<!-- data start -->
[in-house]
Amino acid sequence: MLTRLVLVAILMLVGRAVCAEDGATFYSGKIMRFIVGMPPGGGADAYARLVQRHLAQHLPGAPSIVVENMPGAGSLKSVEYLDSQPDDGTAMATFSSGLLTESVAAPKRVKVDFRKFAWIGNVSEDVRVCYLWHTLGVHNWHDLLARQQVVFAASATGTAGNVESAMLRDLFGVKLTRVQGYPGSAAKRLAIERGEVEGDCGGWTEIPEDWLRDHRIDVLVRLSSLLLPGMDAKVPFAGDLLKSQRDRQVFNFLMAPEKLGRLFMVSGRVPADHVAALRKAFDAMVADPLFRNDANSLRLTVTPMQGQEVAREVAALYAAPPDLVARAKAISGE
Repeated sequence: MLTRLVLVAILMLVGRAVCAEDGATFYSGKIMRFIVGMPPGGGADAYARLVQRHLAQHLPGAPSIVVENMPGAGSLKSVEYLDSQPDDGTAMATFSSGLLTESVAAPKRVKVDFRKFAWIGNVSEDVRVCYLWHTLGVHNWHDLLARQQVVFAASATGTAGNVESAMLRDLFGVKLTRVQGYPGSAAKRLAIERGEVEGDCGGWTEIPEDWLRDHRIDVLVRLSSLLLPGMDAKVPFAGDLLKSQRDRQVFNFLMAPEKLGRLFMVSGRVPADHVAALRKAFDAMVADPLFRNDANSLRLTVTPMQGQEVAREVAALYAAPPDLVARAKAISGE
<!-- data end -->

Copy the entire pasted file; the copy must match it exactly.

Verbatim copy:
[in-house]
Amino acid sequence: MLTRLVLVAILMLVGRAVCAEDGATFYSGKIMRFIVGMPPGGGADAYARLVQRHLAQHLPGAPSIVVENMPGAGSLKSVEYLDSQPDDGTAMATFSSGLLTESVAAPKRVKVDFRKFAWIGNVSEDVRVCYLWHTLGVHNWHDLLARQQVVFAASATGTAGNVESAMLRDLFGVKLTRVQGYPGSAAKRLAIERGEVEGDCGGWTEIPEDWLRDHRIDVLVRLSSLLLPGMDAKVPFAGDLLKSQRDRQVFNFLMAPEKLGRLFMVSGRVPADHVAALRKAFDAMVADPLFRNDANSLRLTVTPMQGQEVAREVAALYAAPPDLVARAKAISGE
Repeated sequence: MLTRLVLVAILMLVGRAVCAEDGATFYSGKIMRFIVGMPPGGGADAYARLVQRHLAQHLPGAPSIVVENMPGAGSLKSVEYLDSQPDDGTAMATFSSGLLTESVAAPKRVKVDFRKFAWIGNVSEDVRVCYLWHTLGVHNWHDLLARQQVVFAASATGTAGNVESAMLRDLFGVKLTRVQGYPGSAAKRLAIERGEVEGDCGGWTEIPEDWLRDHRIDVLVRLSSLLLPGMDAKVPFAGDLLKSQRDRQVFNFLMAPEKLGRLFMVSGRVPADHVAALRKAFDAMVADPLFRNDANSLRLTVTPMQGQEVAREVAALYAAPPDLVARAKAISGE